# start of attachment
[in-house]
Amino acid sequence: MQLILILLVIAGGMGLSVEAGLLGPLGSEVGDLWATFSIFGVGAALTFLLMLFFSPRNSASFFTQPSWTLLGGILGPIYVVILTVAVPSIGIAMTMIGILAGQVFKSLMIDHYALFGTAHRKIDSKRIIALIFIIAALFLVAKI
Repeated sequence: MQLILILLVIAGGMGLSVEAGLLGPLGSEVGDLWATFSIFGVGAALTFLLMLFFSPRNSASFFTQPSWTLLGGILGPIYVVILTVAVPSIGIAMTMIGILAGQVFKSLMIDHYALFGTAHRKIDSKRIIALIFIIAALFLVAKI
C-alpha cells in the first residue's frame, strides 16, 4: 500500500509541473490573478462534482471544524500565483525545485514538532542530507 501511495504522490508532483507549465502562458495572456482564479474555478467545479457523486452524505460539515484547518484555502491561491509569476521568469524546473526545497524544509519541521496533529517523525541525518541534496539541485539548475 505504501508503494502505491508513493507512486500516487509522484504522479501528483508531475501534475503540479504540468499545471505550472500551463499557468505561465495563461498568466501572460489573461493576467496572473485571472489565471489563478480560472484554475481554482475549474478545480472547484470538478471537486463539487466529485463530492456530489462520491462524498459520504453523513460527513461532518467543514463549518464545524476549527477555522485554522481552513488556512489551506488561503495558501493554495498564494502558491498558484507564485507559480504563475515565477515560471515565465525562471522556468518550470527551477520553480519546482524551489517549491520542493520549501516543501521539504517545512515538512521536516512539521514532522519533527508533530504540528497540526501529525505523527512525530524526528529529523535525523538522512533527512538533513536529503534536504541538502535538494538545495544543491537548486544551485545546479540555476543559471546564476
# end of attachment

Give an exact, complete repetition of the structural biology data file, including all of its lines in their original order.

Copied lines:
[in-house]
Amino acid sequence: MQLILILLVIAGGMGLSVEAGLLGPLGSEVGDLWATFSIFGVGAALTFLLMLFFSPRNSASFFTQPSWTLLGGILGPIYVVILTVAVPSIGIAMTMIGILAGQVFKSLMIDHYALFGTAHRKIDSKRIIALIFIIAALFLVAKI
Repeated sequence: MQLILILLVIAGGMGLSVEAGLLGPLGSEVGDLWATFSIFGVGAALTFLLMLFFSPRNSASFFTQPSWTLLGGILGPIYVVILTVAVPSIGIAMTMIGILAGQVFKSLMIDHYALFGTAHRKIDSKRIIALIFIIAALFLVAKI
C-alpha cells in the first residue's frame, strides 16, 4: 500500500509541473490573478462534482471544524500565483525545485514538532542530507 501511495504522490508532483507549465502562458495572456482564479474555478467545479457523486452524505460539515484547518484555502491561491509569476521568469524546473526545497524544509519541521496533529517523525541525518541534496539541485539548475 505504501508503494502505491508513493507512486500516487509522484504522479501528483508531475501534475503540479504540468499545471505550472500551463499557468505561465495563461498568466501572460489573461493576467496572473485571472489565471489563478480560472484554475481554482475549474478545480472547484470538478471537486463539487466529485463530492456530489462520491462524498459520504453523513460527513461532518467543514463549518464545524476549527477555522485554522481552513488556512489551506488561503495558501493554495498564494502558491498558484507564485507559480504563475515565477515560471515565465525562471522556468518550470527551477520553480519546482524551489517549491520542493520549501516543501521539504517545512515538512521536516512539521514532522519533527508533530504540528497540526501529525505523527512525530524526528529529523535525523538522512533527512538533513536529503534536504541538502535538494538545495544543491537548486544551485545546479540555476543559471546564476